The folks at SportSouth convinced head coach Phillip Fulmer, offensive coordinator Dave Clawson and defensive coordinator John Chavis to wear microphones in scrimmage and Orange & White Game action during the Vols' recent spring practice.
SportSouth general manager Jeff Genthner promises that "Under the Lights" will provide viewers the chance to view a world "that historically only the athletes, coaches and a select few with media credentials have experienced."
Actually, even the "select few with media credentials" don't get to view this particular world since Fulmer elected a few years back to ban media from all but the first 20 minutes of practice. That's why a lot of media types – including this one – will be tuned in Tuesday night ... to see what we're missing.
It should be fascinating to see how Clawson operates on the practice field. The first-year quarterback coach/coordinator remains very much an unknown quantity, since his only visibility to date has been in post-practice and news-conference situations. He appears to be low-key and analytical, which raises the question: Is there fire beneath that calm exterior? Perhaps the answer to that question will be revealed Tuesday night.
There's plenty of fire beneath Chavis' exterior, and it will be interesting to see how much of that fire has made its way into this particular documentary. Chavis' actions can get animated and his language a tad colorful at times, so his segments could be especially entertaining.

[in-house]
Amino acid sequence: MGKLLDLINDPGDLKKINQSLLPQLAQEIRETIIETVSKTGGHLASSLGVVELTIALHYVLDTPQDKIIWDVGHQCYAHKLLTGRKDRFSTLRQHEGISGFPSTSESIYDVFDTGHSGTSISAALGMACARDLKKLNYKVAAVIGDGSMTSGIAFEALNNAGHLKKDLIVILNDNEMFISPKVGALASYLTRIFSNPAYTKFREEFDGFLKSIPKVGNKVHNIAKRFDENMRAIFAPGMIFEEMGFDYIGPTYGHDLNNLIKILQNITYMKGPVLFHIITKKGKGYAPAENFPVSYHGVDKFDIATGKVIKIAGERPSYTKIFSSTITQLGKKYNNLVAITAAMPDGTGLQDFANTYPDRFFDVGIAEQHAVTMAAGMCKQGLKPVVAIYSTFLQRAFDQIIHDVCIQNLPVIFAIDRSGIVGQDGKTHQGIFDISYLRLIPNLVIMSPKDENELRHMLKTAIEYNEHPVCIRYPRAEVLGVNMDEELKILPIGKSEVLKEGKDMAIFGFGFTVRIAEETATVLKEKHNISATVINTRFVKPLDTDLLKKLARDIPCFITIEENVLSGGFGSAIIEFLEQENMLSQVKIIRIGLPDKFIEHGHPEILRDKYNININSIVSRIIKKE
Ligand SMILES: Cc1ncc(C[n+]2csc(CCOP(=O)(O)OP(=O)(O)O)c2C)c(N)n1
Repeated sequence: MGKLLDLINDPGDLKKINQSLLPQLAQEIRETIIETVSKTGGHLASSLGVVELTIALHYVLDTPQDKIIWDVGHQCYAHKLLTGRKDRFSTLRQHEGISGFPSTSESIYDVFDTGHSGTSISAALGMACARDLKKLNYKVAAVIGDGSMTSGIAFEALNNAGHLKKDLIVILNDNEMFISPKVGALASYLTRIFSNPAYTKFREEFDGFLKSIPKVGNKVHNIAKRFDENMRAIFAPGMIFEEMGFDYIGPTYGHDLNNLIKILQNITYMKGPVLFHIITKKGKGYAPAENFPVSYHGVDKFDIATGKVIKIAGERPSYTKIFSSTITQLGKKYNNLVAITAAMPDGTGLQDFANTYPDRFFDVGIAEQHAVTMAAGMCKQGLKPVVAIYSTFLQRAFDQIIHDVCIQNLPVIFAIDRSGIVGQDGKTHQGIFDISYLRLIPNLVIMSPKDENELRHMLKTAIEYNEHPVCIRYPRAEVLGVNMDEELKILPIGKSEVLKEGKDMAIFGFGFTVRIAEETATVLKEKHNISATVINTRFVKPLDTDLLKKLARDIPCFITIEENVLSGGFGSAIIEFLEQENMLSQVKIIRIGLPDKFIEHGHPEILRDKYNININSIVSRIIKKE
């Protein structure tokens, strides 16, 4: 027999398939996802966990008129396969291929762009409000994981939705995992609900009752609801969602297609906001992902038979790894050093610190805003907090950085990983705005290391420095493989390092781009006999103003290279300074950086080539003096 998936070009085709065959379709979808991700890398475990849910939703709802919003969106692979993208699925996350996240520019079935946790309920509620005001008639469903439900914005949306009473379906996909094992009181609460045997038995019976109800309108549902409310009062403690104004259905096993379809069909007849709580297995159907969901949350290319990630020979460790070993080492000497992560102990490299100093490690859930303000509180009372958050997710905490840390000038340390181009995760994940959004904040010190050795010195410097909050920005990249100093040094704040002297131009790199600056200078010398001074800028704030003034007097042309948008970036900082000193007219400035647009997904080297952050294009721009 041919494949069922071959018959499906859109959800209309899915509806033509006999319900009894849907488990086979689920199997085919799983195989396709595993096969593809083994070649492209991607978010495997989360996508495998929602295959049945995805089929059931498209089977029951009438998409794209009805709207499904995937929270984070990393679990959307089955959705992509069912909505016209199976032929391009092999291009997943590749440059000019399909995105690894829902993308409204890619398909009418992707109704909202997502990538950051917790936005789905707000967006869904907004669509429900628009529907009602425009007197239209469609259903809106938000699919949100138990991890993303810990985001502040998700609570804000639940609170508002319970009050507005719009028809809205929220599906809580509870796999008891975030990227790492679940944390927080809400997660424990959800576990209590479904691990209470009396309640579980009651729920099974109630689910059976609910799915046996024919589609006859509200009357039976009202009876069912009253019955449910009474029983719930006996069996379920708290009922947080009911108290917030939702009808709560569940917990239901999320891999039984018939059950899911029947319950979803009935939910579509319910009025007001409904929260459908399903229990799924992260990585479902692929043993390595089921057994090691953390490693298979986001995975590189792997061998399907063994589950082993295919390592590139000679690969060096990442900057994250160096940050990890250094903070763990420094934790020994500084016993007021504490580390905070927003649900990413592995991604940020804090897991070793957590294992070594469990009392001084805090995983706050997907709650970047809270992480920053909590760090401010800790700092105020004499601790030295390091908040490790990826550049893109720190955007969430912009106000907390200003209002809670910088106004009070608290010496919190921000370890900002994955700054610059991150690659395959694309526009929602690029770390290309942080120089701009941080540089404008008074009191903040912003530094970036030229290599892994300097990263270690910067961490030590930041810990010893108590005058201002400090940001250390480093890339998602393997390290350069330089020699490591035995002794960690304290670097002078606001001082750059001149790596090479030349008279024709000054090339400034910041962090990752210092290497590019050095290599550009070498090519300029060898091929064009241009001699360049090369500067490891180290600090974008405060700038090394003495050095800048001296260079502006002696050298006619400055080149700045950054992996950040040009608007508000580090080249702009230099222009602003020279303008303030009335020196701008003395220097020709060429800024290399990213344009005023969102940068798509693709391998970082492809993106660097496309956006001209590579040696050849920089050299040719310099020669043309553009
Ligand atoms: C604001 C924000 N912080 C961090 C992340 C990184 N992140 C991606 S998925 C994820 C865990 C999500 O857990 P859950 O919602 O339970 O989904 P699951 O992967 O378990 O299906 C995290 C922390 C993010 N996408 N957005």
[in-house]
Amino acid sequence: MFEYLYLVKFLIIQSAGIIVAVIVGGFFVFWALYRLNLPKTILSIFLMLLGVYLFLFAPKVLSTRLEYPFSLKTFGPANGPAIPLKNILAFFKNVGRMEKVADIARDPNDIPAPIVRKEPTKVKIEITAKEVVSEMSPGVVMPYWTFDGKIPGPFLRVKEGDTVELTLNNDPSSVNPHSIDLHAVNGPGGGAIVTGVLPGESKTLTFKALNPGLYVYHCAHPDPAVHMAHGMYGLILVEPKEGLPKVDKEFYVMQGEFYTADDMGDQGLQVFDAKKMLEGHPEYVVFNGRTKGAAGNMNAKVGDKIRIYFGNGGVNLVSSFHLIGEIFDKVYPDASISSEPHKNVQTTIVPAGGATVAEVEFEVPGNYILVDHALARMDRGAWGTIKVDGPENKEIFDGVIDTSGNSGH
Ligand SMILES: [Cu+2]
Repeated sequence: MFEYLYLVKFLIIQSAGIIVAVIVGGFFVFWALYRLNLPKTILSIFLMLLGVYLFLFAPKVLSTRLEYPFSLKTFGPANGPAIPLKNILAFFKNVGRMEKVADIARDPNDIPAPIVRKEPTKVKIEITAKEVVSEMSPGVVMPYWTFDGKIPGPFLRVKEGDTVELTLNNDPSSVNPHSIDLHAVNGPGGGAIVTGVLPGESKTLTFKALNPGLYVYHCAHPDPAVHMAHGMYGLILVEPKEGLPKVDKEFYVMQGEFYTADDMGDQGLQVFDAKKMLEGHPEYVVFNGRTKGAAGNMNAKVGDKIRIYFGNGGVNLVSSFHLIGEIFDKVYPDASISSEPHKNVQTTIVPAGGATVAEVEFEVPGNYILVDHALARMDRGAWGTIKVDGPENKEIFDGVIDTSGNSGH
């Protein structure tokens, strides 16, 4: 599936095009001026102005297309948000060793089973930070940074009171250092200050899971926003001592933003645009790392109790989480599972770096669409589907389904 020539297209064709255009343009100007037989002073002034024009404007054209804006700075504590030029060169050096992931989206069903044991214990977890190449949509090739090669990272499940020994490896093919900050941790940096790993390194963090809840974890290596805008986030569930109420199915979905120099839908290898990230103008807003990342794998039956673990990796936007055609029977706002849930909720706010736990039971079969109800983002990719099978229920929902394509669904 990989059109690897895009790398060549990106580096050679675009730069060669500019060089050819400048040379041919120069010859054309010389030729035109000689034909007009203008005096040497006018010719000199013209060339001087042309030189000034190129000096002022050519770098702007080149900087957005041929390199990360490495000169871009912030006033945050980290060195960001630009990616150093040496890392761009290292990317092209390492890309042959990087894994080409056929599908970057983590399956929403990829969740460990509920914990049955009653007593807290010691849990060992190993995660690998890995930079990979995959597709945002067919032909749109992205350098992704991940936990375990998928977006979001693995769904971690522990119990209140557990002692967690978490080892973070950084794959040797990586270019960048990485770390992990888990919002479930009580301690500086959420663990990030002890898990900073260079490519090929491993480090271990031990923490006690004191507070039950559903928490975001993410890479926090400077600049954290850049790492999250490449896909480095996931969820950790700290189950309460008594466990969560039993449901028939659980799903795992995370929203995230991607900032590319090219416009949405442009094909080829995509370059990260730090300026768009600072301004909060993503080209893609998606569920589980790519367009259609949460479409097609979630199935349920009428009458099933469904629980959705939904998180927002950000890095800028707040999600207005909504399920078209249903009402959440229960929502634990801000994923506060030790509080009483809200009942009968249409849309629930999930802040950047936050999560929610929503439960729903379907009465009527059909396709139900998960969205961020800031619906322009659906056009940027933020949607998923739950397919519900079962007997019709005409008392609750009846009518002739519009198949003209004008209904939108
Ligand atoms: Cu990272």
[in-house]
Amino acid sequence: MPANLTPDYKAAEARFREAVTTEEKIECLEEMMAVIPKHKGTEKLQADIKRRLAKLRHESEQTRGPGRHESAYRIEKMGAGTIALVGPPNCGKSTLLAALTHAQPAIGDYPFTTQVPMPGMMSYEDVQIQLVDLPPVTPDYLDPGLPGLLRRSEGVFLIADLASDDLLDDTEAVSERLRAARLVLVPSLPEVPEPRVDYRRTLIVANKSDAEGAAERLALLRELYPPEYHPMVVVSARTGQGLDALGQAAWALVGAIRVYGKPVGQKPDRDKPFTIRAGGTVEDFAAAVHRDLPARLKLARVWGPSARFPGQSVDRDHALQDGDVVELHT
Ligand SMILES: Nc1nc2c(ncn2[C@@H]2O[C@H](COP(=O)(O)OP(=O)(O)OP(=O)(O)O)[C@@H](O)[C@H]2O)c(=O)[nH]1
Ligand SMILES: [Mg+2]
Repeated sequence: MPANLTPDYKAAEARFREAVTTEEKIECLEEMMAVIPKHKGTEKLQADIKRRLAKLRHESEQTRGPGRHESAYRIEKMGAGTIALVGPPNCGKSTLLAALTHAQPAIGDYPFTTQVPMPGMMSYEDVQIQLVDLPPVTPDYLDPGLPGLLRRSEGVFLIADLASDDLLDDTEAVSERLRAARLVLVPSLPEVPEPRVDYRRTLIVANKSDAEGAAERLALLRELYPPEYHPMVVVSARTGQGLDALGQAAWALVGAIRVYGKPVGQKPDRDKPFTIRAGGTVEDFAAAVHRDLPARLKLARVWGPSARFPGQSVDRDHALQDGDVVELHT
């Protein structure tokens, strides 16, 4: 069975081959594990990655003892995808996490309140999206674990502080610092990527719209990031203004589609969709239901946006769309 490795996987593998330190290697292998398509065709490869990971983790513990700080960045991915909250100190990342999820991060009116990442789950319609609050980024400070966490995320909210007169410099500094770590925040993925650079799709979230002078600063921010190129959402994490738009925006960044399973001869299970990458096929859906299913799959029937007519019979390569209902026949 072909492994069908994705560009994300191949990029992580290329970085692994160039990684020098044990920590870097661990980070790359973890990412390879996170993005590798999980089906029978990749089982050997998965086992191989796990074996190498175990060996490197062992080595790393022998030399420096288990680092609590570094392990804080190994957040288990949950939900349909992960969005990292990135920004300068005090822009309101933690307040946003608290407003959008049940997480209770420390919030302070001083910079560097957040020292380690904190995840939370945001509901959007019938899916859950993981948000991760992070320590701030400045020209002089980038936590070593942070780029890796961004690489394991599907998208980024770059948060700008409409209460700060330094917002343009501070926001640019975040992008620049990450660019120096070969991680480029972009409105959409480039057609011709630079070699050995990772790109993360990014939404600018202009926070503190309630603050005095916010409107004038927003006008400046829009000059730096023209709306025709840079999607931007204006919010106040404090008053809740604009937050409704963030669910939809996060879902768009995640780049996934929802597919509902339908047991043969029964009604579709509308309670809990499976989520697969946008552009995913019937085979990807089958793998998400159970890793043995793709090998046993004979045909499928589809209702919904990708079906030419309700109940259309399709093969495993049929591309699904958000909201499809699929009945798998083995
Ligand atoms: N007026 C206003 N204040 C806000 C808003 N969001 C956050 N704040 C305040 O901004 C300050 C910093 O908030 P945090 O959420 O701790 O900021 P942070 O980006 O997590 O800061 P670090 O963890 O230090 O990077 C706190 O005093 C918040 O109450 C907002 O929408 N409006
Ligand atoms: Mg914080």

Even Fulmer, who tends to choose his words with extreme caution in dealings with the press, could exhibit uncharacteristic candor if the show delivers on its promise to reveal "the conversations in the huddle, on the sidelines and in the locker rooms."
Hopefully, Fulmer, Clawson and Chavis did not tone down their behavior in deference to the cameras and microphones. Hopefully, the producers did not whitewash the final product by editing out the scenes featuring butts being chewed, harsh words being spewed, etc.
If all viewers get to see is coaches teaching techniques and exhorting their troops in squeaky-clean language, this telecast will be little more than most of its predecessors - a lame public-relations vehicle.
But maybe, just maybe, the show will provide a close-up look at a world that even the media no longer finds accessible. If so, "Under The Lights" could be a refreshing oasis in the desert known as college football's offseason.